Tragi-comedy or tragicomedy?

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WOJCIECH KALAGA Sosnowiec

TRAGI-COMEDY OR TRAGICOMEDY?

In his genuinely interesting article published in "Zagadnienia Rodzajów Literac- kich” Bohdan Dziemidok observes: **"The antiquity created no single tragi-comedy and, as a matter of principle, was not familiar with the tragi-comic.”*

If it is only a matter of course to agree with the second part of the statement, the former, i.e. referring to *'no single tragi-comedy”* may by objected to on serious fac- tual grounds. The paradoxical intrinsic contradiction within this objection—for how is it possible to have tragi-comedy without the tragi-comic—is only apparent. It will be used in this essay as the starting point for certain inevitable differentiations within the genre, neglected by the author of the above mentioned article. The gener- ally outlined differences will be exemplified with analyses of two specimens of English drama.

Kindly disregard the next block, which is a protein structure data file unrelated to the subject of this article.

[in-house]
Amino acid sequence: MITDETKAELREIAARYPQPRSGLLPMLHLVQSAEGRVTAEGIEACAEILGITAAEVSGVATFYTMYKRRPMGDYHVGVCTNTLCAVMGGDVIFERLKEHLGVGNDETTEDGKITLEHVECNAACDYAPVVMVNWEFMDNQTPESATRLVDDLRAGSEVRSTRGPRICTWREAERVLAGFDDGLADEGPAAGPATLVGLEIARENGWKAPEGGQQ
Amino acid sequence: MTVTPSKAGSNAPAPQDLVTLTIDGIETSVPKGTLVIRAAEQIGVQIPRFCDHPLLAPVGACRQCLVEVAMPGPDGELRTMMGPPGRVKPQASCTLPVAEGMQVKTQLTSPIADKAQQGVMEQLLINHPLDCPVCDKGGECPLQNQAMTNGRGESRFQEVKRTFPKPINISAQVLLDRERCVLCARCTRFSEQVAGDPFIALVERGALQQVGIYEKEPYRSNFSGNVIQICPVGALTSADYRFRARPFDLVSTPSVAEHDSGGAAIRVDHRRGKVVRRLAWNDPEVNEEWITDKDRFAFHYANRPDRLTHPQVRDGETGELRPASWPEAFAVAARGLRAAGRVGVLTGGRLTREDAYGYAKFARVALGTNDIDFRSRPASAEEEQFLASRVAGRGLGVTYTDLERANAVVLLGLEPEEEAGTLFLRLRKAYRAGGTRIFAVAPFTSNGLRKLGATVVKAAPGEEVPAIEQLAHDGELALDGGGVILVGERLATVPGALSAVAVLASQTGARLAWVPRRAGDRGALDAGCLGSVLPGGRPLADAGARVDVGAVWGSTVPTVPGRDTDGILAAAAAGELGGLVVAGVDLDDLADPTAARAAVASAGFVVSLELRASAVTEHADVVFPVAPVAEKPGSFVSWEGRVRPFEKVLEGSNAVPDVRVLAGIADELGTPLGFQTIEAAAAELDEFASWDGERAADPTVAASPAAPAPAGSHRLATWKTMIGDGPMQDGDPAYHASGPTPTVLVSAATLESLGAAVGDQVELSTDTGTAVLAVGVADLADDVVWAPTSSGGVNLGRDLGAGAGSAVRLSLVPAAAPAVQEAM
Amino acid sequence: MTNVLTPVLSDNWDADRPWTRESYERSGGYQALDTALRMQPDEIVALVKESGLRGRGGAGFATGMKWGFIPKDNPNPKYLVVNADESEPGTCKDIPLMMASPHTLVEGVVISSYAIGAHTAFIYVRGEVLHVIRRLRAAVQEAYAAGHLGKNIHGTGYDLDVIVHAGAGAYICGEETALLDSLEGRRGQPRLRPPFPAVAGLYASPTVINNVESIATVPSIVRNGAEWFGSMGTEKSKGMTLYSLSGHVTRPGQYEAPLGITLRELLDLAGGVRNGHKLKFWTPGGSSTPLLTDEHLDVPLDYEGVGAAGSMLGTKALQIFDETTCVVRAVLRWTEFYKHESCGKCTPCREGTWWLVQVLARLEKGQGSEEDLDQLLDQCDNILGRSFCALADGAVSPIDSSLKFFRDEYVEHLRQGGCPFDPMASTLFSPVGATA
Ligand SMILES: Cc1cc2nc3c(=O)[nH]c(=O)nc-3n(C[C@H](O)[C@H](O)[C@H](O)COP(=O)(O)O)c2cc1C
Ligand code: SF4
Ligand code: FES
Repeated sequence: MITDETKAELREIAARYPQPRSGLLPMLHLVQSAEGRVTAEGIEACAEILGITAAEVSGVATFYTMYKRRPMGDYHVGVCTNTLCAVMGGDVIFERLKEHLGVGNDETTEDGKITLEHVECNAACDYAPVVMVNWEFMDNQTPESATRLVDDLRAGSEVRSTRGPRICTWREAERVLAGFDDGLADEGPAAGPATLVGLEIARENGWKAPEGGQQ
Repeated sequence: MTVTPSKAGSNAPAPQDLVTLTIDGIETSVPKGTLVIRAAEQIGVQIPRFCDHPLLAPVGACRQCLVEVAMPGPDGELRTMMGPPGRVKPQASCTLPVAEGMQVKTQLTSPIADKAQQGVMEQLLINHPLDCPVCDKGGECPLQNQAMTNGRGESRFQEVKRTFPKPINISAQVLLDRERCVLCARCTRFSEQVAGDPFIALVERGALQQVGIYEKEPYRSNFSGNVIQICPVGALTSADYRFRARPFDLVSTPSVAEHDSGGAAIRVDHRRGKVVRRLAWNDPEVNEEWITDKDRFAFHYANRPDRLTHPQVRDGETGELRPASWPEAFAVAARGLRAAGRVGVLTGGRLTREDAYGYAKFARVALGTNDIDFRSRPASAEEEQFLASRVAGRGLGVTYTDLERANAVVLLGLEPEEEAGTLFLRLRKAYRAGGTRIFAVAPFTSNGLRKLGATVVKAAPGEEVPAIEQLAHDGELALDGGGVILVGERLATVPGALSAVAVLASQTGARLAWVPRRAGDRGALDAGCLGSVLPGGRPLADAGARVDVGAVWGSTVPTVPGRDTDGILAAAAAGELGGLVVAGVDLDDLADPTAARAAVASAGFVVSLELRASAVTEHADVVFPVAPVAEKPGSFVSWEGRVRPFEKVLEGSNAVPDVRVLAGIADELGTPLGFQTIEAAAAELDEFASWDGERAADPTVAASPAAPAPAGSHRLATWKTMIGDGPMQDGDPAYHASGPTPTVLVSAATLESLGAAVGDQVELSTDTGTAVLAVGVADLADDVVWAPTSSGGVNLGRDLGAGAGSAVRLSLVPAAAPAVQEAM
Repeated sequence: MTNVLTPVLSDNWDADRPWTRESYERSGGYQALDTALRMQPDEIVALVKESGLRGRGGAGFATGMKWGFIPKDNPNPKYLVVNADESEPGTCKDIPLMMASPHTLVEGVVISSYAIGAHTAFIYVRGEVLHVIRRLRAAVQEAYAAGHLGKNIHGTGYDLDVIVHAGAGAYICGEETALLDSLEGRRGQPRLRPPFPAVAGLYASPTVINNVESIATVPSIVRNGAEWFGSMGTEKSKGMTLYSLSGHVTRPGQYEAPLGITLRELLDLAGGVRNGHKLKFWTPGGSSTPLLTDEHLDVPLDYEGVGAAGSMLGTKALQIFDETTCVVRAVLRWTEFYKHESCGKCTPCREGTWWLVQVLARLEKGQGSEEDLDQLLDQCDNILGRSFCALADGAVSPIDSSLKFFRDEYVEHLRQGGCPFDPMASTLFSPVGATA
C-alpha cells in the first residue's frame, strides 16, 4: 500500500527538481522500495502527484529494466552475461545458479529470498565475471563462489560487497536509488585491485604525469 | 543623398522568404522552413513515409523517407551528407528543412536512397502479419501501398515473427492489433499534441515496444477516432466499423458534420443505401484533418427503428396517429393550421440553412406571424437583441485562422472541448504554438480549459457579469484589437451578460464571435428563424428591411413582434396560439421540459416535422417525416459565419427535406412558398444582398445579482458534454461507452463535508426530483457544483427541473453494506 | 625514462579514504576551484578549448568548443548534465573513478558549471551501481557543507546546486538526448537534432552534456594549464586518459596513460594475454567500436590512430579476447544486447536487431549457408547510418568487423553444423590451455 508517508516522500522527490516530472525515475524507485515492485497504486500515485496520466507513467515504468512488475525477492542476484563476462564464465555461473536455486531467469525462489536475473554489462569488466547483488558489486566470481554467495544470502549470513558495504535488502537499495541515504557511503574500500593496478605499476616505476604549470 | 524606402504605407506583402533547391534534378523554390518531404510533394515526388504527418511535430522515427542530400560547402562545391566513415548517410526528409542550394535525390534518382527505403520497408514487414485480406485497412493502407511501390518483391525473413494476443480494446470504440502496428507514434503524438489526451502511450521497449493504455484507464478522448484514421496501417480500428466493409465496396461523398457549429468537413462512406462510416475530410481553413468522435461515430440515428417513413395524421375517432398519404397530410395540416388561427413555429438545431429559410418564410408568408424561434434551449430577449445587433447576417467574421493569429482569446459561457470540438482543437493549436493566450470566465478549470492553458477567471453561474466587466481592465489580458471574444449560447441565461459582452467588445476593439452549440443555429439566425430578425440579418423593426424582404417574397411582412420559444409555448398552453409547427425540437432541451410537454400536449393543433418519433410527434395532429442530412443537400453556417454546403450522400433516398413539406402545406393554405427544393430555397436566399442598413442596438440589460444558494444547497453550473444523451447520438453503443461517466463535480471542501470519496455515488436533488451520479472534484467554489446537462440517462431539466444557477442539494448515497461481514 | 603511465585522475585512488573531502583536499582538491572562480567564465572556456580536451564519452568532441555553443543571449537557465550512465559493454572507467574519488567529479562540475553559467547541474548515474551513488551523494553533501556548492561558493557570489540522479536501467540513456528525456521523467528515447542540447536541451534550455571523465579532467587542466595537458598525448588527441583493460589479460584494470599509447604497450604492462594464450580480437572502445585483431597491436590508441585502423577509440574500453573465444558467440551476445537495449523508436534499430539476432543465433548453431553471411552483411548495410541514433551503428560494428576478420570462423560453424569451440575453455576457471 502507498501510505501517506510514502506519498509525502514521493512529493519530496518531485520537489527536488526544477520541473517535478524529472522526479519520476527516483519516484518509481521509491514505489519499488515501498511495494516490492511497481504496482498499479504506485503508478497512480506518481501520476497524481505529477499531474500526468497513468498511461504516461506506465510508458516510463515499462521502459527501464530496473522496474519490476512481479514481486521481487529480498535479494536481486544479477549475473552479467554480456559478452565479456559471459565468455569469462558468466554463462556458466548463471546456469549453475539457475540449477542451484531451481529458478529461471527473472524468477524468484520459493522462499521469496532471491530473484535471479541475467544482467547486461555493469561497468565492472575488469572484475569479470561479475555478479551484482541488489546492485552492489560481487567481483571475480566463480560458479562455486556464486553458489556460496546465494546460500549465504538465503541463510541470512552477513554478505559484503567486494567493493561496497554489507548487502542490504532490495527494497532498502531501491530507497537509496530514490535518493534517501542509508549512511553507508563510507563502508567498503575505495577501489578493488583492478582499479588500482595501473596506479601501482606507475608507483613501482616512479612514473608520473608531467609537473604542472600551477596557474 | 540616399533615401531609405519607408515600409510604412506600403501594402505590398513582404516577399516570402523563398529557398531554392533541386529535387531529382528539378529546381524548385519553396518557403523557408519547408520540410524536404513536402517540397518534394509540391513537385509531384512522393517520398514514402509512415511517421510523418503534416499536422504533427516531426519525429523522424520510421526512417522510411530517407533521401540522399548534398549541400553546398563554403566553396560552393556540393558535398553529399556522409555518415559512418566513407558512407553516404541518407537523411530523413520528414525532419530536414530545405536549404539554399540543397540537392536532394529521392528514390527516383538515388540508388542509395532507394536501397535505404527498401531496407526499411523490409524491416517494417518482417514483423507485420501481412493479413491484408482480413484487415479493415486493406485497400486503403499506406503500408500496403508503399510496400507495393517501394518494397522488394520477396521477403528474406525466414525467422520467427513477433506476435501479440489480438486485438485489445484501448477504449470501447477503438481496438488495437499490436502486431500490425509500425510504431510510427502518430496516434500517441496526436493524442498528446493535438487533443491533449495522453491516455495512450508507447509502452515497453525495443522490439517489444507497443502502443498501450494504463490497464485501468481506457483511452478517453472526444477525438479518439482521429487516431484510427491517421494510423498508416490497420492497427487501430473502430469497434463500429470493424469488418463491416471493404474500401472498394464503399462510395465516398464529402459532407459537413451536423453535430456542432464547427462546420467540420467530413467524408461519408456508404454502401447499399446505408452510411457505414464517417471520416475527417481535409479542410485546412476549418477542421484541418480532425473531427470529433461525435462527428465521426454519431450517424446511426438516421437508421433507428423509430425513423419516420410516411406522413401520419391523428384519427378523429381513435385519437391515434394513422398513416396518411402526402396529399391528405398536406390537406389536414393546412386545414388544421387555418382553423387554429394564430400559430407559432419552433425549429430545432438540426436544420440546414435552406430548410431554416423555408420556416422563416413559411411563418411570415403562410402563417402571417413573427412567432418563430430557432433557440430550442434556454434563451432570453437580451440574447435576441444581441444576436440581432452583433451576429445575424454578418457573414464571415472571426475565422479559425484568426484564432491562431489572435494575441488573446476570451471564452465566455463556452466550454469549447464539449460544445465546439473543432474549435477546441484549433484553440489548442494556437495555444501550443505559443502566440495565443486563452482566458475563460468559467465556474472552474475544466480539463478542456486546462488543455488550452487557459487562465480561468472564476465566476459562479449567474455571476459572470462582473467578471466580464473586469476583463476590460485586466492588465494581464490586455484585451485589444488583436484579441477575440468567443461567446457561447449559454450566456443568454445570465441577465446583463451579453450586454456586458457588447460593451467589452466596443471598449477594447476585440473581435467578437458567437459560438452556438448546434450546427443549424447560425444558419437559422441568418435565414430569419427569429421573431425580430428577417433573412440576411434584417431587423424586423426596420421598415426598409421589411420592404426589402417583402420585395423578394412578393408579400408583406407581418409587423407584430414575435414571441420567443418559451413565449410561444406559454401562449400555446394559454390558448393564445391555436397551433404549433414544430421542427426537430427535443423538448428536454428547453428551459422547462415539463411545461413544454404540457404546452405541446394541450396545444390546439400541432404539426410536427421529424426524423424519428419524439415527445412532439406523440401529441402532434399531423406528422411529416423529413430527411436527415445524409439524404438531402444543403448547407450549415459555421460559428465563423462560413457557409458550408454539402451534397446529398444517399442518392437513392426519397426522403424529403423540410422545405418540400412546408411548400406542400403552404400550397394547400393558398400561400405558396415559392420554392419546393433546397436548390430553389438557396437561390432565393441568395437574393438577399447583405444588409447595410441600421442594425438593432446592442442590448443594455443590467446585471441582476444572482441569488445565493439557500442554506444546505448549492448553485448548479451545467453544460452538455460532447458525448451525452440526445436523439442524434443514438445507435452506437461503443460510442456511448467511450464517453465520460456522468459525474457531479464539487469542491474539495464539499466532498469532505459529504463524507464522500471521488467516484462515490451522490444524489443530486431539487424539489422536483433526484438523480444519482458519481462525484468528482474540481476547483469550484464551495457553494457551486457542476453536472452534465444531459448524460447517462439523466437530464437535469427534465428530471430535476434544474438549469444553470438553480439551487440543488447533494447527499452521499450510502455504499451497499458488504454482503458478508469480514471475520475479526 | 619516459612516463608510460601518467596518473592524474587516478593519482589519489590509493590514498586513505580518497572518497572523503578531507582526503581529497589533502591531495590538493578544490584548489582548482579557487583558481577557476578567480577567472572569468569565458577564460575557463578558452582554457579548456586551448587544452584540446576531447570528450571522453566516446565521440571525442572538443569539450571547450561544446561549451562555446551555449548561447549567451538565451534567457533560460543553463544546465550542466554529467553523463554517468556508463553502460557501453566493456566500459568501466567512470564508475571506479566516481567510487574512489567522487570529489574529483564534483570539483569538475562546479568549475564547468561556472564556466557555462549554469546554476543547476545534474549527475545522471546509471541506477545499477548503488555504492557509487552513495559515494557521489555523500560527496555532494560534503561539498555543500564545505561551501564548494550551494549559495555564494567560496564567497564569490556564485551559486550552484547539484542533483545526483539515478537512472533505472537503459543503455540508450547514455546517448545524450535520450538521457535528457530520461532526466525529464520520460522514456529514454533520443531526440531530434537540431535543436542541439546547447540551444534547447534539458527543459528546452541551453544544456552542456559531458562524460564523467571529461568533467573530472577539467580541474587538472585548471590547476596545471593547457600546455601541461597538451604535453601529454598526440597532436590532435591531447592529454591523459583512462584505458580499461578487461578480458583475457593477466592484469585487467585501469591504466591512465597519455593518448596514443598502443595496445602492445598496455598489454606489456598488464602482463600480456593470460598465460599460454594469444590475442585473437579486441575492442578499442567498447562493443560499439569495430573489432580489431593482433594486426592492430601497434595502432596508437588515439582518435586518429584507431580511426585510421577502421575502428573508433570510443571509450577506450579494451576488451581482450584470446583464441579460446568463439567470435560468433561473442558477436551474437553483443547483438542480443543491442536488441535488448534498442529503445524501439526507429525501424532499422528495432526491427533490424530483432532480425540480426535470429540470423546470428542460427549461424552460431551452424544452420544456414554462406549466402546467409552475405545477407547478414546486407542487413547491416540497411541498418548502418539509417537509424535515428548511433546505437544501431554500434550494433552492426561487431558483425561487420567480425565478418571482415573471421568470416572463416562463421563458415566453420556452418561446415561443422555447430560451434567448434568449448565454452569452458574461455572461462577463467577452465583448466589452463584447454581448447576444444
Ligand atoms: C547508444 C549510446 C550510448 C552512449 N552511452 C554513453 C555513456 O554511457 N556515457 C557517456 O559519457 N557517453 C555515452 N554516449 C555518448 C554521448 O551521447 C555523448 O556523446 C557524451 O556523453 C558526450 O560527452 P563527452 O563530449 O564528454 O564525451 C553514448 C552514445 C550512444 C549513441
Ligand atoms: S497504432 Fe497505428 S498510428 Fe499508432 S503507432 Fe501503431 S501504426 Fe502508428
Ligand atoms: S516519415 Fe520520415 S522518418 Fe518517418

The word *tragi-comedy* (tragicocomoedia) was actually known to the antiquity.

About 2200 years ago Plautus ordered Mercury to provide mankind with a new liter- ary term:

MERCURY: What? Frowning because I said it was to be a tragedy? I am a god: I'll transform it. I'll convert this same play from tragedy to comedy, if you like it, and never change a line. [...] I shall mix things up: let it be a tragi-comedy. Ofcourse, it would do for me to make comedy out and out, with kings and gods on the boards. How about it, then? Well, in view of the fact that there is a slave part in it, I shall do just as I said and make it tragi-comedy.?

From the point of view of the theory of drama the gift was premature. It was only with the coming of the Renaissance that the term began to be appreciated.3 After a long period of oblivion the Plautine hybrid was seized upon by playwrights and used as a shield against the Cyceronian formula "in tragoedia comicum vitiosum est et in comoedia turpe tragicum,”” and as a convenient label for their dramas devia- ting from the accepted conventions of tragedy and comedy. As a result of the search

5 1 B. Dziemidok, The Comic and the Tragic: Certain Aspects of Mutual Relation, „„Zagadnie- nia Rodzajów Literackich”, 1966, vol. VIII, nr 2(15), p. 56.

2 Plautus, Amphitryon, [in:] Plays, 1948, p. 139.

* The first Renaissance play subtitled *"tragi-comedy” was Fernandus Servatus (1493) by and Marcellino Verardus; cf. T. Herrick, Tragicomedy, University of Illinois Press, Urbana

» P. 4.

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38 Wojciech Kalaga